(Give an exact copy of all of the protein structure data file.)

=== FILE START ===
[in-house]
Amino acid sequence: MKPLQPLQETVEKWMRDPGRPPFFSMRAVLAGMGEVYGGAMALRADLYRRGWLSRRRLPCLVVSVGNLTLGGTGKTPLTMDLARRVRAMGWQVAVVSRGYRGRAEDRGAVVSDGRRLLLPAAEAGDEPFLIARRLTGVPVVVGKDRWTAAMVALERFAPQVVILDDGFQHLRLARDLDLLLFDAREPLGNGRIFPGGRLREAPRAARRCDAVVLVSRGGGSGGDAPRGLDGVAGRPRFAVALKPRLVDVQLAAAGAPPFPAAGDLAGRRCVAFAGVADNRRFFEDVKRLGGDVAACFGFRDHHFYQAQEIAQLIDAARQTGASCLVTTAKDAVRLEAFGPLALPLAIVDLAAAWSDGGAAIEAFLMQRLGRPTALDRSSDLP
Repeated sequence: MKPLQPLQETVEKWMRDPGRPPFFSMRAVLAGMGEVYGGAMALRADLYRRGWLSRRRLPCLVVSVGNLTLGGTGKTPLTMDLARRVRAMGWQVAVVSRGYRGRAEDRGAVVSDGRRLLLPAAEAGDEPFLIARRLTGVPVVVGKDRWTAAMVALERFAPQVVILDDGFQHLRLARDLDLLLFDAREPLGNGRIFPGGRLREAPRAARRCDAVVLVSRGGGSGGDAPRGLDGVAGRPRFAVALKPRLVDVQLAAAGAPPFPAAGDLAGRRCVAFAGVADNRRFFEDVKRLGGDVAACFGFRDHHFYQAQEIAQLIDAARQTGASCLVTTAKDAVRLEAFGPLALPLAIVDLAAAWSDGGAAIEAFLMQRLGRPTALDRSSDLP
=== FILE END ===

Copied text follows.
[in-house]
Amino acid sequence: MKPLQPLQETVEKWMRDPGRPPFFSMRAVLAGMGEVYGGAMALRADLYRRGWLSRRRLPCLVVSVGNLTLGGTGKTPLTMDLARRVRAMGWQVAVVSRGYRGRAEDRGAVVSDGRRLLLPAAEAGDEPFLIARRLTGVPVVVGKDRWTAAMVALERFAPQVVILDDGFQHLRLARDLDLLLFDAREPLGNGRIFPGGRLREAPRAARRCDAVVLVSRGGGSGGDAPRGLDGVAGRPRFAVALKPRLVDVQLAAAGAPPFPAAGDLAGRRCVAFAGVADNRRFFEDVKRLGGDVAACFGFRDHHFYQAQEIAQLIDAARQTGASCLVTTAKDAVRLEAFGPLALPLAIVDLAAAWSDGGAAIEAFLMQRLGRPTALDRSSDLP
Repeated sequence: MKPLQPLQETVEKWMRDPGRPPFFSMRAVLAGMGEVYGGAMALRADLYRRGWLSRRRLPCLVVSVGNLTLGGTGKTPLTMDLARRVRAMGWQVAVVSRGYRGRAEDRGAVVSDGRRLLLPAAEAGDEPFLIARRLTGVPVVVGKDRWTAAMVALERFAPQVVILDDGFQHLRLARDLDLLLFDAREPLGNGRIFPGGRLREAPRAARRCDAVVLVSRGGGSGGDAPRGLDGVAGRPRFAVALKPRLVDVQLAAAGAPPFPAAGDLAGRRCVAFAGVADNRRFFEDVKRLGGDVAACFGFRDHHFYQAQEIAQLIDAARQTGASCLVTTAKDAVRLEAFGPLALPLAIVDLAAAWSDGGAAIEAFLMQRLGRPTALDRSSDLP